On day three, we changed tactics to bush hunting and our luck changed. We decided that all the stags were holding tight in the shade of the trees and had likely pushed the hinds out of the tops with them. One bush basin had at least four stags roaring well, so we punched down a long spur and hunted, 40 metres below the bush edge, back up the valley towards camp. With the thermals pushing up from the valley floor, the idea for this approach was that we would see anything that might be just above us, while not going too deep and cutting animals off. Although everything went quiet for a moment once we stepped foot in the bush, the deer quickly piped up again when we let off an aggressive, challenging roar.
The search never ends once you’ve got the bug.
“ It was a bluebird day, which allowed us to see for miles...but the heat, 12km of alpine travel, and 1100 vertical metres quickly took a toll on both of us. 
Kea: otherwise known as Aotearoa’s prettiest criminals.
Hooks like Jupiter.
Two stags started going at it in the spot we had just walked through. As we continued to roar, it sounded like one was being drawn in closer to us. Jae suddenly tapped me on the shoulder and pointed at another stag sneaking around us through some beech. He was likely trying to get on our uphill side and into our scent. I took Jae’s word when he said, “It’s a good stag!” and placed a round in his chest at around 25 metres, sending him tumbling down the hill. In the moment, I could tell he had goodlength antlers but wasn’t sure of his shape because he was broadside to us with his head facing forwards.
Sometimes It’s the simple things. Camp food done right (and light) with Radix freeze-dried meals.
Camping up top: it’s usually better if it’s not raining sideways.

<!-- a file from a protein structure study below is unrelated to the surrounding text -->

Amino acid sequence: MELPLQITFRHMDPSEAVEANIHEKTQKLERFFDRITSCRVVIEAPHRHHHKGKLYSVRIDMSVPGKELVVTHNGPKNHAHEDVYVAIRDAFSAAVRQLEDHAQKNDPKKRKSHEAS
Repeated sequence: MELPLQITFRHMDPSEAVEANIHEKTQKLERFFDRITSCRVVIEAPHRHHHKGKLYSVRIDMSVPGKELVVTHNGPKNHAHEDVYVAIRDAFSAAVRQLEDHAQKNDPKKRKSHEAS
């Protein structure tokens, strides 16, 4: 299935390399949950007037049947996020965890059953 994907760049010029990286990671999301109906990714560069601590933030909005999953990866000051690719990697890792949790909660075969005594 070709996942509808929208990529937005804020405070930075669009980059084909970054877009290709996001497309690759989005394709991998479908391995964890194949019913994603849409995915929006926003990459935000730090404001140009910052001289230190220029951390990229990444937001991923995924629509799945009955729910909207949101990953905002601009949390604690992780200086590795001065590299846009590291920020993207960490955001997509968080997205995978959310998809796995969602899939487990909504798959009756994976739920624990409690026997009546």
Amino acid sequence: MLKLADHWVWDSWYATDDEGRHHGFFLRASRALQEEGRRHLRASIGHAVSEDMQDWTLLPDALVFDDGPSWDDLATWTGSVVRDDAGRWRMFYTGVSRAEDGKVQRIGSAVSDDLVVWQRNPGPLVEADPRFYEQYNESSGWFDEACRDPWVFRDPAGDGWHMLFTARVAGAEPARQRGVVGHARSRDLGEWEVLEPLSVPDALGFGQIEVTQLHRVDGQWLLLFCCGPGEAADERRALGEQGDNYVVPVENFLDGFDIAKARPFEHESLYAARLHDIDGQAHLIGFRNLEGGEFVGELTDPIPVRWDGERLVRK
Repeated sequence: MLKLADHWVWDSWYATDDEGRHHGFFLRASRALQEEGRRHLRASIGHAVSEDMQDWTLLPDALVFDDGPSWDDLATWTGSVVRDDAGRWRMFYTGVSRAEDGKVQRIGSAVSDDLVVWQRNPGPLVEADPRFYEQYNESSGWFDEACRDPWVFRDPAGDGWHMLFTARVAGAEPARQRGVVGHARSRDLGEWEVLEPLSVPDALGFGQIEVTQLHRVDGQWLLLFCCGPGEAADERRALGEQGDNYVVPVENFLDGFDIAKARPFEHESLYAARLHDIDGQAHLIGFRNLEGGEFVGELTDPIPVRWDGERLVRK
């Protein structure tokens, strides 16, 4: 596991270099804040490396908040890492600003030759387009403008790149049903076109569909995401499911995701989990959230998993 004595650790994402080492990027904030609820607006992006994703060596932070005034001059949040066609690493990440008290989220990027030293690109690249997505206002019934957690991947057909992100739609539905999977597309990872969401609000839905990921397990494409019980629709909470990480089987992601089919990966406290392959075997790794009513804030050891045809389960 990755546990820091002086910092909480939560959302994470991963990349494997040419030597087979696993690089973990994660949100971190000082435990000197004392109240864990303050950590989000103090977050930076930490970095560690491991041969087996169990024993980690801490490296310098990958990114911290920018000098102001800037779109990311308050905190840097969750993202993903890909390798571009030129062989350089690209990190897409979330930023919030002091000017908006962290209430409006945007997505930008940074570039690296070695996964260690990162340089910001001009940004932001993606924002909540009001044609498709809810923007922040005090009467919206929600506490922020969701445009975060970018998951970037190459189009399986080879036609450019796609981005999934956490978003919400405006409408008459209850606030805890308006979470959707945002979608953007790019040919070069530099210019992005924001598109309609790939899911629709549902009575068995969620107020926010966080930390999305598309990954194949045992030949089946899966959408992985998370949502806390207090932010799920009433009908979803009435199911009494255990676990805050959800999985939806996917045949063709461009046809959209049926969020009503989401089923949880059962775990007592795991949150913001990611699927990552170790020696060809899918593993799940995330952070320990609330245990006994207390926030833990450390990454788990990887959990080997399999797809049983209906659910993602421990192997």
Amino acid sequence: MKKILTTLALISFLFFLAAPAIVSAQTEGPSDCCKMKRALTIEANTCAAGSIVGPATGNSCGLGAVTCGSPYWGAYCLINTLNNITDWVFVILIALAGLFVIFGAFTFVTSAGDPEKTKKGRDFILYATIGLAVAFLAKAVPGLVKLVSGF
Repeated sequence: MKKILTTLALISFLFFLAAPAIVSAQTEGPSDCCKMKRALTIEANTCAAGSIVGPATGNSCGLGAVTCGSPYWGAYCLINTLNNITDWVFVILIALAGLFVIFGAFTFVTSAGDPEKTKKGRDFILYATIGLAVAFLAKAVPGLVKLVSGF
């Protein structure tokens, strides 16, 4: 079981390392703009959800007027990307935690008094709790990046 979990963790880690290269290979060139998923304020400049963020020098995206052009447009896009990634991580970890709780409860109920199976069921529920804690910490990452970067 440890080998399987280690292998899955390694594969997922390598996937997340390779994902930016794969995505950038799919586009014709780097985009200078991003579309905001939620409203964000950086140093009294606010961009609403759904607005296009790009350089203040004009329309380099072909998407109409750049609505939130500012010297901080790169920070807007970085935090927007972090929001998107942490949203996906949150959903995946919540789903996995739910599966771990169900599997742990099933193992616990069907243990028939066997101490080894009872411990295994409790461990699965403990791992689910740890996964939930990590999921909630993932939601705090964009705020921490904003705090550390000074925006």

As we scrambled down the hill, we quickly realised his top inner tines almost touched, and he was easily the narrowest stag Jae and I had ever seen. Despite this, the antlers boasted a dark maroon colour unlike any tussock or alpine stag I had shot to date. He measured up to be a respectable 37” in length. Quick work was made of the butchering before we made our way back to camp for lunch. After a few hours lounging in the sun early in the afternoon, we decided to look for another stag in the next basin rather than try for a first buck chamois for Jae. With this being the last chance for a stag, we packed all the gear required for a walk back to camp in the dark. We didn’t make it ten minutes into our tramp before spotting a lone chamois on the bush line below us. Both of us were extremely surprised to see one that low. I wasn’t convinced it was a big buck as it seemed to lack a bit in the hook, but Jae was excited to have a crack anyway. Being above them while making an assessment in the spotting scope can often make them seem a lot smaller than they are. Holding on his shoulder for a relatively long shot with the .308, Jae let a round go.
The chamois quickly disappeared down a small chute, and then reappeared on a scree face another 30 metres away. The shot looked like a good hit, and the sight of him beginning his tumble a few seconds later confirmed Jae had got himself his first buck. I quickly apologised to Jae as we walked up to the amimal as I had completely misjudged his length – it was far better than I initially thought. Running the tape over the hooks, he was a hair shy of 9.5” and had a fair few age rings stacked up at the base; an impressive first chamois and a hard candidate to improve on.
The Southern Alps are an adult playground for those willing to pay the sweat tax.
“ A cold beer stashed in the tray was more than deserved. 
With all our goals well and truly knocked out of the park, we decided on a leisurely evening sorting gear and eating rations, before walking out a day early. The last day consisted of steep descents, sore knees, and another stinking hot day for a long traverse along the tops. A cold beer stashed in the tray was more than deserved as we returned to the Ute late that afternoon. Not a bad trip considering it was all based on 1:00 am decision-making!